Sunday, May 17, 2009

Derrida by Kirby Dick and Amy Ziering Kofman

This film was about the French philosopher Jacques Derrida (1930-2004) who is considered to be the founder of the theory of deconstruction. The film makers followed Derrida and interviewed him and his wife about his theories and his life. It was a unique look into the life of a modern philosopher and delve into it while he was still alive and working.

Mainly following him in the present, there were some clips of him being interviewed on a talk show as well as watching him teach in a classroom and answer questions after a lecture. There were also insertions of his earlier life events spoken by the interviewer over the filming of Derrida in the background. When this film was released in the United States, public screenings of the film broke attendance records. I found it interesting that a general audience would want to see a film about a philosopher, and in record numbers, since philosophers do not tend to be regarded as extremely popular.

The crew and film makers were seen in many shots either working or walking around and adjusting for the shoot and the film maker was heard asking questions and talking with Derrida. The viewer saw the interviewer but never actually saw the features of her face, but rather saw her from a distance. Some of the interviews were artificially lit while others were not. There didn’t seem to be a pattern for whether artificial lighting was used. There are many scenes when Jacques Derrida references the camera and crew being present. Derrida himself talks about one shot to the camera and how he can’t always answer the questions because he’s distracted by the crew having to adjust lighting and such. Jacques Derrida and his wife refuse to tell the crew about how they fell in love besides the facts of the situation such as where they met and when they were married. I felt that this was a gesture towards the editing of film and how editing can remove elements of a story that are integrative to it.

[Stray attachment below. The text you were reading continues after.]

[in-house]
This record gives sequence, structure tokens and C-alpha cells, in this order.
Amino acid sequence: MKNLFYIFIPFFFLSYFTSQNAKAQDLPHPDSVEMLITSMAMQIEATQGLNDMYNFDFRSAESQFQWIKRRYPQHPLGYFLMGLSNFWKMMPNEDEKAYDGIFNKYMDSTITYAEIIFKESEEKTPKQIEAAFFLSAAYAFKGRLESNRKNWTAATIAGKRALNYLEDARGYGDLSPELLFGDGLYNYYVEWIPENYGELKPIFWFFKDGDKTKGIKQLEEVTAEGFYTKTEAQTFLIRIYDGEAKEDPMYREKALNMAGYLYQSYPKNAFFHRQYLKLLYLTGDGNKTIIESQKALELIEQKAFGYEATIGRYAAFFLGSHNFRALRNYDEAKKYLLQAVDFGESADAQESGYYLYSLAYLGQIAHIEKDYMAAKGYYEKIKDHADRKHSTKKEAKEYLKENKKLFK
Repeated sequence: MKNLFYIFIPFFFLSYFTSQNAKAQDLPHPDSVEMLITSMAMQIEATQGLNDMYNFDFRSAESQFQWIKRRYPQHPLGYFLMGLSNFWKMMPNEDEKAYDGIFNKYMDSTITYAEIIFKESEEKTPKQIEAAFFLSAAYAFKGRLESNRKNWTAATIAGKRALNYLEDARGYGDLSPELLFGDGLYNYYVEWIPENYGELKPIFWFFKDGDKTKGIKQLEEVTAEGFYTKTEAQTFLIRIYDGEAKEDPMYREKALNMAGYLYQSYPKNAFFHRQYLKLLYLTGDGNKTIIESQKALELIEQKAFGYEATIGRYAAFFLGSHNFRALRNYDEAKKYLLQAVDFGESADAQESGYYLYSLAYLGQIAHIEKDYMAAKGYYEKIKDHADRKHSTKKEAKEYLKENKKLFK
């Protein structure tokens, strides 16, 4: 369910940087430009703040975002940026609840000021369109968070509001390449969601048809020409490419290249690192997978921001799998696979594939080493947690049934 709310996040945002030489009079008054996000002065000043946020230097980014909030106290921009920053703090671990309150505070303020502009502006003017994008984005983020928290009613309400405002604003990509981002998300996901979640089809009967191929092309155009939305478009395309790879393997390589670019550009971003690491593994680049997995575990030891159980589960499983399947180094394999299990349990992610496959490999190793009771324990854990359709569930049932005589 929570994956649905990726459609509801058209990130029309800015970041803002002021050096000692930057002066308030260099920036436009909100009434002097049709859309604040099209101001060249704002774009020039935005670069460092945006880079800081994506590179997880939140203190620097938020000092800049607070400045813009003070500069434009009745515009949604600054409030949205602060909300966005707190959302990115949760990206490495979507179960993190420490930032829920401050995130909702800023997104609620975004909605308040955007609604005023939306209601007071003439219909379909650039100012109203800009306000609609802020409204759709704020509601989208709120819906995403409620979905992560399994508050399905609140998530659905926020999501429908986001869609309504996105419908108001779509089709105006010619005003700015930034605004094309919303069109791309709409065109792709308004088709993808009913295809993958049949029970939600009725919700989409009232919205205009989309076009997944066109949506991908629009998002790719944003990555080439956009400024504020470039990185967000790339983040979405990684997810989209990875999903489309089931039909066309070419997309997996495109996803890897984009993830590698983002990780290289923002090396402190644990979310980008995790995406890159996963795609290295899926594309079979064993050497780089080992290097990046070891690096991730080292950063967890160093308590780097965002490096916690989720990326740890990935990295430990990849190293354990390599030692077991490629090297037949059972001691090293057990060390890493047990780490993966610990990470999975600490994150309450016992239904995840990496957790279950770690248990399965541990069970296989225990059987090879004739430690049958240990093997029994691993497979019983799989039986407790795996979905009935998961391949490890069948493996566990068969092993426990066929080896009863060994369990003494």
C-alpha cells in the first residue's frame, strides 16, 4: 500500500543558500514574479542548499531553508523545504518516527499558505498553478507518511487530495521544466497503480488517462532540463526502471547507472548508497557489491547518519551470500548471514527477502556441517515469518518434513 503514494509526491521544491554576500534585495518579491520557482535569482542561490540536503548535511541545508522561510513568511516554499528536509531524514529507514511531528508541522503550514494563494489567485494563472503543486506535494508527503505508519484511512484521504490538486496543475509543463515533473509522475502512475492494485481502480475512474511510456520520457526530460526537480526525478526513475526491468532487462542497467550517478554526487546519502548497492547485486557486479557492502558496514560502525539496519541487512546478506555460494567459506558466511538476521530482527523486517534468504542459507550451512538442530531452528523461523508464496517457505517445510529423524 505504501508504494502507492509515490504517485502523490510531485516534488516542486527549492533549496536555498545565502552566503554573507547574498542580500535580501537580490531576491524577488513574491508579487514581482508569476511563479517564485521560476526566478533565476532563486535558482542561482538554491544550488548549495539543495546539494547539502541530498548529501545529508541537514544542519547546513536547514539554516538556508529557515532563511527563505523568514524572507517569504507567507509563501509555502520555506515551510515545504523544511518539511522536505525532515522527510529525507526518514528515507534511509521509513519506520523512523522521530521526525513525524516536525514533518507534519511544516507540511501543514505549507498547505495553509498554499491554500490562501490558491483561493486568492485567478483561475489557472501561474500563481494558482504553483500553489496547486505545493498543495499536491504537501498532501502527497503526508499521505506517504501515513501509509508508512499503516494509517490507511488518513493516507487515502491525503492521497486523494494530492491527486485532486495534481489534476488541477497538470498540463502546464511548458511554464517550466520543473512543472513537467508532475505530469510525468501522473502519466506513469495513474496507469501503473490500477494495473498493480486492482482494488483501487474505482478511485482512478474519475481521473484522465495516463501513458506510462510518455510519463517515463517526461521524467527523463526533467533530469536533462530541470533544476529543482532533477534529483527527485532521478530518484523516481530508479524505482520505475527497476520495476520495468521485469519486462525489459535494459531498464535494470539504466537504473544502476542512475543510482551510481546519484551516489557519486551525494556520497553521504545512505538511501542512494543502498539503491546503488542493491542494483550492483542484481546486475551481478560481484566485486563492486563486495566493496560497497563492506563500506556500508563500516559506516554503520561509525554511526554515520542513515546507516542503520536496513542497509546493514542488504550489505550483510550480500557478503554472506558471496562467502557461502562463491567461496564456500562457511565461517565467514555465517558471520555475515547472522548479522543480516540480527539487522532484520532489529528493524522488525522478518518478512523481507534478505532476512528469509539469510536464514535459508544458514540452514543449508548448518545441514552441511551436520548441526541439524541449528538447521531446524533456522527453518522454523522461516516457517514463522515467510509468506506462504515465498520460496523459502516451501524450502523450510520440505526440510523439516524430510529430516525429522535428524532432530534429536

There were places where the film maker read from works of Derrida’s while the camera rolled filming Derrida muted in the background. The pieces were excerpts that related to what Derrida had been discussing with the camera. Besides the film maker speaking, the music was created by Ryuichi Sakamoto and used through out the film.

I enjoyed what appeared to be the candidness of Derrida. He was open with the film crew informing them when he couldn’t answer a question and whether a question was a good one. It was refreshing to have the subject of the film aware of the camera and not pretending that the equipment and crew do not exist. His reflections on the editing and lighting made the viewer more aware of the process and construction of the film. When asked what Derrida would like to hear past philosophers be questioned about, Derrida comments that he would like to hear what philosophers have to say about what they don’t talk about, such as their sex lives, however he admits that he doesn’t say he would answer the question if asked. It was humorous to listen to Derrida express his ideas about other philosophers and their work. The style of this documentary was much more revealing of the process of interviewing Derrida and I appreciated the conversations between the interviewer and the interviewee.

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